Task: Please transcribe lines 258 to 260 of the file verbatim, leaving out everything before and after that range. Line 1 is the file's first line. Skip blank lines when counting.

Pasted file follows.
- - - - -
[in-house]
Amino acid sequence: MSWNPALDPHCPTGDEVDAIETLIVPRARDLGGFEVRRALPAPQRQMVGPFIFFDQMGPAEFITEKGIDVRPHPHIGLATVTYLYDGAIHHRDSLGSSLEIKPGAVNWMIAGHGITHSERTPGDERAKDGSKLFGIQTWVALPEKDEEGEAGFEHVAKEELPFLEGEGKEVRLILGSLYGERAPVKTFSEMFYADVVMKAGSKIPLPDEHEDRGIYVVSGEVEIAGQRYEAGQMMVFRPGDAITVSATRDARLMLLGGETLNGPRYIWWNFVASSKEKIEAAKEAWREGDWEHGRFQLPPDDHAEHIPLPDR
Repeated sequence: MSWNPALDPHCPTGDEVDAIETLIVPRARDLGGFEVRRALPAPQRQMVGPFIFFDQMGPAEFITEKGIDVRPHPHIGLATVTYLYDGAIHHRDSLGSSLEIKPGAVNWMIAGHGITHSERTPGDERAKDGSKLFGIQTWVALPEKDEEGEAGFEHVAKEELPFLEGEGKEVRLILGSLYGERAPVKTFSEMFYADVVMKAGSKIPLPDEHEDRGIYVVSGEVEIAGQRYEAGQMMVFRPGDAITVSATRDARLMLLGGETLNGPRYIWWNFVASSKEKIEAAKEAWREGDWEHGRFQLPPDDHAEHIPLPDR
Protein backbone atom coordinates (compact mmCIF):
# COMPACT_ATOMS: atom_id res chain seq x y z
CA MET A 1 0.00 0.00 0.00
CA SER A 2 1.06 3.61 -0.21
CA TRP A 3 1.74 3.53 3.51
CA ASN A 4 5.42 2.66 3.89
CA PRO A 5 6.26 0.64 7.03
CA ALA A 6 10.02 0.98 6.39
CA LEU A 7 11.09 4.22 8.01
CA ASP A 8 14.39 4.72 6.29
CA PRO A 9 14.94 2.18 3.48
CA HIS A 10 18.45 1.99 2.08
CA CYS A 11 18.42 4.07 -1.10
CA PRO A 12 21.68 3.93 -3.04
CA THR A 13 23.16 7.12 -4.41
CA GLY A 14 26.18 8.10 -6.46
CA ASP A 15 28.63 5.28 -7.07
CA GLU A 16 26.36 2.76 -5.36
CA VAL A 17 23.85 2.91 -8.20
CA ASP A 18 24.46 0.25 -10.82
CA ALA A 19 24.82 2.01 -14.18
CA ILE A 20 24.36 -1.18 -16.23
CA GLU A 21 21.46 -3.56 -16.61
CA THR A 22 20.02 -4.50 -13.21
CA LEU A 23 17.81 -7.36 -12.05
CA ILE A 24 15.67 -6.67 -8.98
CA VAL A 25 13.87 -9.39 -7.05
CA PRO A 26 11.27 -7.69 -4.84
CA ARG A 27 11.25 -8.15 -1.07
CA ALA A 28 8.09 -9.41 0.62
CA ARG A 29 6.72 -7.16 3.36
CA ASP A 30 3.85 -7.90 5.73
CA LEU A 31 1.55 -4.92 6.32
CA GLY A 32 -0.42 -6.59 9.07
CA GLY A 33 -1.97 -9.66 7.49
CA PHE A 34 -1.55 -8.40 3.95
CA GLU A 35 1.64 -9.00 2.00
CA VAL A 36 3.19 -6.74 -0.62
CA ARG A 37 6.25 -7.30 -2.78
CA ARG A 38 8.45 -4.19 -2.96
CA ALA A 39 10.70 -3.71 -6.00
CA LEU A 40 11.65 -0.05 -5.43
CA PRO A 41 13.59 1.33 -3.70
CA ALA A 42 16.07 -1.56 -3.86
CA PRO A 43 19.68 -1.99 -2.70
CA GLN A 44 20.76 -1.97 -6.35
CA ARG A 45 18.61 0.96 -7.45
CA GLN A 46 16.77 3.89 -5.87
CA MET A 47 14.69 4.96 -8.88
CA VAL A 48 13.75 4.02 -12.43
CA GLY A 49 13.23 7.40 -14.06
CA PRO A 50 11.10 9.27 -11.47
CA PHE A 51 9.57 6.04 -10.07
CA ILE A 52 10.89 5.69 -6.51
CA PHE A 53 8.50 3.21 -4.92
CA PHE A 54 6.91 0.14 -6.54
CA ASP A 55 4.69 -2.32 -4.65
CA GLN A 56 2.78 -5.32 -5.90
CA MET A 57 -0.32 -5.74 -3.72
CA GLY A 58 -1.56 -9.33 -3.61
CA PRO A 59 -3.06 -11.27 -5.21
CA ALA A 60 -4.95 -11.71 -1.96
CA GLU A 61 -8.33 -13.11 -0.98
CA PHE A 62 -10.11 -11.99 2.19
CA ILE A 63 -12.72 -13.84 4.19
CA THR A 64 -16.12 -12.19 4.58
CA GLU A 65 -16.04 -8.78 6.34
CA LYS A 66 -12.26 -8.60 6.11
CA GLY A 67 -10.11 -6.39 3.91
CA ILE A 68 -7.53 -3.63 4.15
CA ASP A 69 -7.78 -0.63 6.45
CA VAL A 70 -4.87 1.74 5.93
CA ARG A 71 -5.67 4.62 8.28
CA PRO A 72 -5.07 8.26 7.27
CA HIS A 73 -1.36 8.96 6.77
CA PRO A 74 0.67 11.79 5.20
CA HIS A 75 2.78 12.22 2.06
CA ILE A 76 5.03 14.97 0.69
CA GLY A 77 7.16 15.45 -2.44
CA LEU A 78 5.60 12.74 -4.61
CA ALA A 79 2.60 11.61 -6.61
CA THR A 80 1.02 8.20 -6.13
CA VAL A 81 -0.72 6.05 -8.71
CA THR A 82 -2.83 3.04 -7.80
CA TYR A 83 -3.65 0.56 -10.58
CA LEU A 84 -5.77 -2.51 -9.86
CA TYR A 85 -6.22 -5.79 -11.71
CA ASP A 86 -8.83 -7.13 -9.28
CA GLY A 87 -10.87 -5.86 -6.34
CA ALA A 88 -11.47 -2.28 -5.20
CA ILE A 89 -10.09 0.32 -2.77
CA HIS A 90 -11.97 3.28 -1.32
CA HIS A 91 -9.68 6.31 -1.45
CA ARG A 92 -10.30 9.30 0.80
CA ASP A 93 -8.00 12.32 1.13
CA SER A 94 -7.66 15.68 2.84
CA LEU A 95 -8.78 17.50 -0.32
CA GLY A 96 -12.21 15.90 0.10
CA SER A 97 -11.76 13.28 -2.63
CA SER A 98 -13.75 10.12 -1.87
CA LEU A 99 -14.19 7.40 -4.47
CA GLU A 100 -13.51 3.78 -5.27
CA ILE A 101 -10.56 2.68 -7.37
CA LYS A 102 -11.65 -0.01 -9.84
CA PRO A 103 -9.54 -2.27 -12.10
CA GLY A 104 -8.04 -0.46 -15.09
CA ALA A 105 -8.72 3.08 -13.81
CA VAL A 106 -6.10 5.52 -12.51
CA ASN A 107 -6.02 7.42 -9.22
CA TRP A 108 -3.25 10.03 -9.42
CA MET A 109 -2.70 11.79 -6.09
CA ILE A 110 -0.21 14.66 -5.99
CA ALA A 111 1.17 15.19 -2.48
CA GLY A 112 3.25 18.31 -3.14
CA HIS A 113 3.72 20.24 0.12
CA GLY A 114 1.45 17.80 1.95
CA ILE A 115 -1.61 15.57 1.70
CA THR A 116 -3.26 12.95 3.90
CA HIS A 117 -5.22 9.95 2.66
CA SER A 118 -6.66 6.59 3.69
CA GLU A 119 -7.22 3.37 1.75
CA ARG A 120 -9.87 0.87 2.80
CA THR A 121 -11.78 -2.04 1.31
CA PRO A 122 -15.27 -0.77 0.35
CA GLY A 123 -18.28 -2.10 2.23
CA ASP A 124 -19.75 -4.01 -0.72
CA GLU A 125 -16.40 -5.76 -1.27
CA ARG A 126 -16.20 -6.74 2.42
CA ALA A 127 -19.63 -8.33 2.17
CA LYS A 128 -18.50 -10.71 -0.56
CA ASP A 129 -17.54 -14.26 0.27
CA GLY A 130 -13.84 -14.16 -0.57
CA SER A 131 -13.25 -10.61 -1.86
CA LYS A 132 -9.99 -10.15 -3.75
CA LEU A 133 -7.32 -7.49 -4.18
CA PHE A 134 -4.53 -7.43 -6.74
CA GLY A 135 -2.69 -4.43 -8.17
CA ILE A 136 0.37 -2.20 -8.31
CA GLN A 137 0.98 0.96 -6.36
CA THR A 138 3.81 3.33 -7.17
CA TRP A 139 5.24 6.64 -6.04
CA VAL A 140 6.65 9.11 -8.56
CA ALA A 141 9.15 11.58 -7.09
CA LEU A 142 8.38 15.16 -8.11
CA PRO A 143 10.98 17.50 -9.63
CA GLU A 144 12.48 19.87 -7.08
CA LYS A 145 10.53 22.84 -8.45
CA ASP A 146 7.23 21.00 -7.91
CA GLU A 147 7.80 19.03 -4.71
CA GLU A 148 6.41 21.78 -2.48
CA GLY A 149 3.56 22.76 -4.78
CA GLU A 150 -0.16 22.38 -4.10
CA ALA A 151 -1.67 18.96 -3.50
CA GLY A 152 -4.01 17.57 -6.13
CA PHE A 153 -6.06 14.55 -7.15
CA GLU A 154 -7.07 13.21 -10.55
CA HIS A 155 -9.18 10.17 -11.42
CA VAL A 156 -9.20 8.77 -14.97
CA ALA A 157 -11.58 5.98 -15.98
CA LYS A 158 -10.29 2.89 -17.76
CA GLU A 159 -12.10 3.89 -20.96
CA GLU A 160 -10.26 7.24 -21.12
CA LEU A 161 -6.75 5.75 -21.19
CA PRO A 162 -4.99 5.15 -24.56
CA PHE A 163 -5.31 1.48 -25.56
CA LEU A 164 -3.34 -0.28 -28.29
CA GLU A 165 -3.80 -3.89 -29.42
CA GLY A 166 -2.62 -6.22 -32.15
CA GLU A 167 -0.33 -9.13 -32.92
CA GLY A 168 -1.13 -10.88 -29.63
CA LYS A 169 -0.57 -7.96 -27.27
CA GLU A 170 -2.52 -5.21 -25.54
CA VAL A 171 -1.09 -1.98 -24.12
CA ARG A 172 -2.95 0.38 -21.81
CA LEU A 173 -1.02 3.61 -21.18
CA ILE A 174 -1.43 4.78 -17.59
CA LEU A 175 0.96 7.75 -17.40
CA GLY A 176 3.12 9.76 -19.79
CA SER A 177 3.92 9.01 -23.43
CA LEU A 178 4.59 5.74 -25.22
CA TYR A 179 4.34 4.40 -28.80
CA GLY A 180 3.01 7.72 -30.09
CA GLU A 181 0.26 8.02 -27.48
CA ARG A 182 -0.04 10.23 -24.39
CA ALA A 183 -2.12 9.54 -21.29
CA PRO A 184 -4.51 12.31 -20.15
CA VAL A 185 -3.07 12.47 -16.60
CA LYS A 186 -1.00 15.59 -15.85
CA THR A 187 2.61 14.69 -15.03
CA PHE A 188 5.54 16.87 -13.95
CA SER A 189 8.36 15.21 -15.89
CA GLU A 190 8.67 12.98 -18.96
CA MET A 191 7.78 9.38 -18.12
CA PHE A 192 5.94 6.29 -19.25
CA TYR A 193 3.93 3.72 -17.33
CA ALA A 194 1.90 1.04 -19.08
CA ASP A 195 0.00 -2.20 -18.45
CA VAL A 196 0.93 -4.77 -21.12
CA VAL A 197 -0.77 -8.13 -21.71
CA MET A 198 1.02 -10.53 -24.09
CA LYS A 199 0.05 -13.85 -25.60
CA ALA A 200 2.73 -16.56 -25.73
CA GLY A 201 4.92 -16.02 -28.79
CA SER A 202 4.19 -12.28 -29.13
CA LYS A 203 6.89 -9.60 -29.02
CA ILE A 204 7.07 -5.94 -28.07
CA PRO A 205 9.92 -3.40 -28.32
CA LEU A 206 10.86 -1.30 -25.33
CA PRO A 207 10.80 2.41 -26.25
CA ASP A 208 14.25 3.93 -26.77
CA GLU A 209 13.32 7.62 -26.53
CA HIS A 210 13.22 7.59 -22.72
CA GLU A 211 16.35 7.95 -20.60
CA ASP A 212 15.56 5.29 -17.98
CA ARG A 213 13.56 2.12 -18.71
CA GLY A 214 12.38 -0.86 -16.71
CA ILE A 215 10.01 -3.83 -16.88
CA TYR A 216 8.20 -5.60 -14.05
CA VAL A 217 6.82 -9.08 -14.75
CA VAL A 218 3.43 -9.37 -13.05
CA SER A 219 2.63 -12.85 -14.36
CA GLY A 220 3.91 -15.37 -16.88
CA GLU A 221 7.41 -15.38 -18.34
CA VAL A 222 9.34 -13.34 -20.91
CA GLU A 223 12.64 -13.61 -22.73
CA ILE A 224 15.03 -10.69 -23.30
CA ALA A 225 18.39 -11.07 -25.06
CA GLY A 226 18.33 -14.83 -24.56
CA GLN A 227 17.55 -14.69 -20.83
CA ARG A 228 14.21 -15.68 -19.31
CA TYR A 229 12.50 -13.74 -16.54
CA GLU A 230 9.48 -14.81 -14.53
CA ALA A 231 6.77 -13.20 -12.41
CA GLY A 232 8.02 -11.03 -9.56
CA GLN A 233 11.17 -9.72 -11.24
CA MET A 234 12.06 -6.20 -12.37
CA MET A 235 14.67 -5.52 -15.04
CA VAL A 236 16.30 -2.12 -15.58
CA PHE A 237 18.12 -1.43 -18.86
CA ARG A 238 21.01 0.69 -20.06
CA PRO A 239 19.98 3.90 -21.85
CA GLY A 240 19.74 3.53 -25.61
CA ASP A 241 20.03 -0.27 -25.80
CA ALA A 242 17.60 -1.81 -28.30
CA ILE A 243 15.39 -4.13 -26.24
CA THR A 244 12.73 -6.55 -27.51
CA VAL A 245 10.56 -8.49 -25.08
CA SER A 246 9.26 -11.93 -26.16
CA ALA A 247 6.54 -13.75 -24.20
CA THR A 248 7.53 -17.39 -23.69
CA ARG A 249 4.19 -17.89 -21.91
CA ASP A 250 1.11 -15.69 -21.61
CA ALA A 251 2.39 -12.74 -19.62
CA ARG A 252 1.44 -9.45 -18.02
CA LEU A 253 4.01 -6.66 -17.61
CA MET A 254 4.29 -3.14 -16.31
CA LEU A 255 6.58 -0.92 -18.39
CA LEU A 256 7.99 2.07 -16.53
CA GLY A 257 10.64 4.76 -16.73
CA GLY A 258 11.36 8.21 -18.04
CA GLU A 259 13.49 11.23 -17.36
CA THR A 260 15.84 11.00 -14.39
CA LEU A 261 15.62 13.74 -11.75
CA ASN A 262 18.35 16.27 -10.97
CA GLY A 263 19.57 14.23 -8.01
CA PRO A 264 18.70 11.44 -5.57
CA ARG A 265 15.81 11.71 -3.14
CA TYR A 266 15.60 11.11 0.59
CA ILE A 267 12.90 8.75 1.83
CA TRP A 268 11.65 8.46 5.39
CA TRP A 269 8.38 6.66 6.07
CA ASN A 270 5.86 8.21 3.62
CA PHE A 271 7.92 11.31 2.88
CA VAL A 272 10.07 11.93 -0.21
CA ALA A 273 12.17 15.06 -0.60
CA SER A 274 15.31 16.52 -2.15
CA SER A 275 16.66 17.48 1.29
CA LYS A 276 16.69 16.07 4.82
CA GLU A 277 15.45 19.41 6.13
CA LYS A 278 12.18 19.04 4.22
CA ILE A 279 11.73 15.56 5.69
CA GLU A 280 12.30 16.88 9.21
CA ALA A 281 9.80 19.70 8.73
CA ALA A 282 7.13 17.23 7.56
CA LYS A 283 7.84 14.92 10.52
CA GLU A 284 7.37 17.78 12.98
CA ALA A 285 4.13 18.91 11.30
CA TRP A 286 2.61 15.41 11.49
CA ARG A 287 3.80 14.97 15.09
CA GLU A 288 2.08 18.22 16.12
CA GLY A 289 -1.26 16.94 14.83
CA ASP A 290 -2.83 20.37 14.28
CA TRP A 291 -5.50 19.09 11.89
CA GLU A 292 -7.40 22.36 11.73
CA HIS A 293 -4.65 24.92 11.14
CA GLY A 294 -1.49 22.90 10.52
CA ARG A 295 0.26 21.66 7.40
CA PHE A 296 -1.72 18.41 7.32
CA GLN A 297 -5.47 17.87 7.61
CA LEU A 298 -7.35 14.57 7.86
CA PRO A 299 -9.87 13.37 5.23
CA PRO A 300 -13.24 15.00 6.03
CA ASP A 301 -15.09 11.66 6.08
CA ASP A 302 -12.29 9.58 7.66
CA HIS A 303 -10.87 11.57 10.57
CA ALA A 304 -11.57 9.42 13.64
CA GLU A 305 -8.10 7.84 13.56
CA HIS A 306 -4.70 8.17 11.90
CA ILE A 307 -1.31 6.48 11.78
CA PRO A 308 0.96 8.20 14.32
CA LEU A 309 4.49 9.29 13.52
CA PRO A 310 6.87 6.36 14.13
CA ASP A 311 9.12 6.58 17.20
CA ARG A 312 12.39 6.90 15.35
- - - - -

CA LEU A 253 4.01 -6.66 -17.61
CA MET A 254 4.29 -3.14 -16.31
CA LEU A 255 6.58 -0.92 -18.39